This scarf was warped with burgundy tencel, and I used cobalt tencel for the weft. I absolutely love the color effect where one side is burgundy with hints of blue, and the other is blue with hints of burgundy.

The effect of the two colors turned out so well I’m going to have to try this again. And of course I included some of the reflective threads as well.

 

 

Blue for Houndstooth

This was another commission scarf for a friend, and again it turned out even better than I planned. Commissions are fun! They get me out of my own point of view and give me an excuse to play with something new. She loves blues, greens and purples and liked the thought of houndstooth pattern. She wanted a scarf to keep her warm and safe when she is out cycling at night, so I increased the ratio of reflective strips and did one every half inch. And that certainly did make a difference, this scarf lights up incredibly well.

The colors turned out perfect. It is actually the exact same yarns I used in the Peacock Scarf, but the impression this scarf leaves is so different! Its one of the things I find most fascinating about weaving, its not just the color of the yarn that matters, its the color of the yarnΒ next to it as well, and the one next to that.

Okay, who wants a scarf next?

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Dyed Warp Scarves – A study in teal

These are two scarves I did much earlier in this year. A fellow crafter and I worked out a deal for trading commissioned art objects. I wanted a carved hair pin, and she wanted a woven scarf. This is the hairpin I ended up with, which is amazing and perfect and exactly what I was hoping for. I love that it stares at you.Β 13221208_944075643278_2196960803119822986_o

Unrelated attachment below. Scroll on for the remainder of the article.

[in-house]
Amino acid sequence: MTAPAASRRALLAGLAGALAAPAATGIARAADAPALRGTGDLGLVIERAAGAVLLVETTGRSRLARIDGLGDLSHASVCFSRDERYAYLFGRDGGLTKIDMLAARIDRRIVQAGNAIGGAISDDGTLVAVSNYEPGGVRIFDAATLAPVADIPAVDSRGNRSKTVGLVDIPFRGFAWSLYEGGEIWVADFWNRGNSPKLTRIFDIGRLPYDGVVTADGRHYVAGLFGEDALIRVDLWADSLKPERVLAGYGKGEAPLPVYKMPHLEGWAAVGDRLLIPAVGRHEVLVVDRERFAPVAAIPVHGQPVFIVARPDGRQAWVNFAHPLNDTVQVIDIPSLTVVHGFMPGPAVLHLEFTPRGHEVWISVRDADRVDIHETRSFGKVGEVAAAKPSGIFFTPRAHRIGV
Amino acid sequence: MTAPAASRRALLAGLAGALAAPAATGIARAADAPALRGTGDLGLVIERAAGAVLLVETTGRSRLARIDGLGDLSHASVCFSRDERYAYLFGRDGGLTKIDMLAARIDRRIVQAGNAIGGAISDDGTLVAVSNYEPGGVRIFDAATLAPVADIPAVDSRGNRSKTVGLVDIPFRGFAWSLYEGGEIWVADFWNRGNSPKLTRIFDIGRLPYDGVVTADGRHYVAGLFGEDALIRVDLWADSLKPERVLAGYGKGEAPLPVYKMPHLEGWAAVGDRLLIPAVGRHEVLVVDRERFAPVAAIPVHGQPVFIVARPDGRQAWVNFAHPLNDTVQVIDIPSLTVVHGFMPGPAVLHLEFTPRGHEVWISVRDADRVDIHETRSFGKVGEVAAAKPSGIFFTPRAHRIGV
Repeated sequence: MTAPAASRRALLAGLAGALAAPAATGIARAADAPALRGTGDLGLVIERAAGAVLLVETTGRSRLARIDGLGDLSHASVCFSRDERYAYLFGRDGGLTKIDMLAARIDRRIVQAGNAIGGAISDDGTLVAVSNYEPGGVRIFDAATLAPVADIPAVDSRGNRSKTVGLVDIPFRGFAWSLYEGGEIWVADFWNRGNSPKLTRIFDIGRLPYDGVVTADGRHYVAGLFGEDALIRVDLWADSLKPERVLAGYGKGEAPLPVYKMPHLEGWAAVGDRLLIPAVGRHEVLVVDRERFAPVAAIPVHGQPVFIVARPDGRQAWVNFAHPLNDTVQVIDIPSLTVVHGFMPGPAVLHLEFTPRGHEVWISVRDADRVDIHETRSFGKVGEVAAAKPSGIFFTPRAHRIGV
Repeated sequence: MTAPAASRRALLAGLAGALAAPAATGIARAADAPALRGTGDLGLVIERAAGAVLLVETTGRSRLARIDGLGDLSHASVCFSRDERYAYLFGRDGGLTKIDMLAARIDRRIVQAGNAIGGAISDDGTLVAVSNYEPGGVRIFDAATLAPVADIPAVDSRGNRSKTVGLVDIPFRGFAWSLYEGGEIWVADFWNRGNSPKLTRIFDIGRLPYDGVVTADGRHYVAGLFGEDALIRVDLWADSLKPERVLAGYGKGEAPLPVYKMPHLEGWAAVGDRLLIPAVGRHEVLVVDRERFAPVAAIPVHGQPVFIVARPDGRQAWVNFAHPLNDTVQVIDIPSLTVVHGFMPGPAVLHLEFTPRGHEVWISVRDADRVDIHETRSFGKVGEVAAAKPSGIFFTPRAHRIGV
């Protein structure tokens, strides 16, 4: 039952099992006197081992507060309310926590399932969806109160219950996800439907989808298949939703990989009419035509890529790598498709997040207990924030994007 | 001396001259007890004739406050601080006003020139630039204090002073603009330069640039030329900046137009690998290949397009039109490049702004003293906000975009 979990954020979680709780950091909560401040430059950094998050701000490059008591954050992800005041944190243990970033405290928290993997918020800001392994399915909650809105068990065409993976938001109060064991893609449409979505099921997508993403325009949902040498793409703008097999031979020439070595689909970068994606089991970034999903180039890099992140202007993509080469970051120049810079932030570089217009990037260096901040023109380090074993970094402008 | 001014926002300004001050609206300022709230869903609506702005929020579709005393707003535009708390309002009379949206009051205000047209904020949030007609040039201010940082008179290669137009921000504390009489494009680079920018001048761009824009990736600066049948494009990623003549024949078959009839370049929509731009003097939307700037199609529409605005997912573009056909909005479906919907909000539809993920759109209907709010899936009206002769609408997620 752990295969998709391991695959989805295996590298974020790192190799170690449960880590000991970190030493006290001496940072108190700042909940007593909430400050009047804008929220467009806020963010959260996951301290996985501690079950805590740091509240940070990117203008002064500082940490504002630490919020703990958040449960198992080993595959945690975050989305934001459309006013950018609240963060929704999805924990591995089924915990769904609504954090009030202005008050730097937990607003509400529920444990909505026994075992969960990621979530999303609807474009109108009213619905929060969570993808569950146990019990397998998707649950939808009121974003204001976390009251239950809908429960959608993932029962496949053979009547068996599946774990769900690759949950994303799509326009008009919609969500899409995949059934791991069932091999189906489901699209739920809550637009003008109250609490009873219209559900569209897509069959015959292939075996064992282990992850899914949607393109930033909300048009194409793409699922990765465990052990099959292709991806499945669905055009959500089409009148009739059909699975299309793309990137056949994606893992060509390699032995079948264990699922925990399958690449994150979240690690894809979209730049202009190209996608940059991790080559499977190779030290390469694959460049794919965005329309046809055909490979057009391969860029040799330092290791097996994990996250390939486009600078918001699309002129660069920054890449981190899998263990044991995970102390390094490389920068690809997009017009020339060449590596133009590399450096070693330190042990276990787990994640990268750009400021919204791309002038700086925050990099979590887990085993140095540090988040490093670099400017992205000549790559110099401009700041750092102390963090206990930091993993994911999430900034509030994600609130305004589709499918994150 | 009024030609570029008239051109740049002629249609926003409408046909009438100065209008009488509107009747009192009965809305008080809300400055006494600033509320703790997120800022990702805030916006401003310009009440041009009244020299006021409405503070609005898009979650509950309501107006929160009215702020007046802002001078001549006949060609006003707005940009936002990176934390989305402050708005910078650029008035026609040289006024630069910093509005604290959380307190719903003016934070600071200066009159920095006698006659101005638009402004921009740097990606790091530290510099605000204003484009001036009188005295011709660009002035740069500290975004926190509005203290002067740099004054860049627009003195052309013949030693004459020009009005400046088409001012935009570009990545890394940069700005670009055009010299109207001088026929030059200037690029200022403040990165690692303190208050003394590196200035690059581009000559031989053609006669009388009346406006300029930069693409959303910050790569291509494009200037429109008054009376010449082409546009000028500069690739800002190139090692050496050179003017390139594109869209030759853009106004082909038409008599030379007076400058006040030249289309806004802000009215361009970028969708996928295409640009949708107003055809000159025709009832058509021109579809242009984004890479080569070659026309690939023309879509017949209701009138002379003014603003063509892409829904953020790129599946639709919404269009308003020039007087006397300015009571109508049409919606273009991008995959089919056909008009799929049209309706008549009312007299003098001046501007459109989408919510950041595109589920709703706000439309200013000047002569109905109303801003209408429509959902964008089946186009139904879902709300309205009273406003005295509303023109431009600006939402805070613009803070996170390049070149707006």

When talking about what she wanted in a scarf, she has a favorite shade of blue-teal-gray-silver that she loves. Of course, finding the exact right shade was going to be impossible, so I decided to play with dyeing my own yarn.

The base yarn was my ever favorites Earth Guild Dragon Tales boucle yarn. Its a rayon fiber, so easy to dye. And the boucle structure means it catches light well, is somewhat shiny, super absorbent, and simply easy and fun to weave.

I think its always interesting to see how colors play with each other when weaving, its not like any other art I’ve played with. Both of these scarves use teal yarn from the same dye lot in their warp. But because of the other yarns they are paired with, you end up with dramatically different scarves.

Both scarves use the same tie-up, a broken twill design that creates interesting diamond shapes. The one on the left uses Dragon Tales “taupe” color for the weft that lightens the effect and gives it an excellent gold shimmer. The one on the right uses the same dyed teal in the warp and the weft, but also their “autumn spice” variegated yarn as stripes down the warp, and to create an color transition effect at each end of the scarf.

In the end, neither scarf was the exact shade my friend was looking for. But she said this gold-ish one “called to her heart,” so I consider it and overwhelming success.

The one I call “circus colors” is still available (etsy link), if you feel like falling in love with it…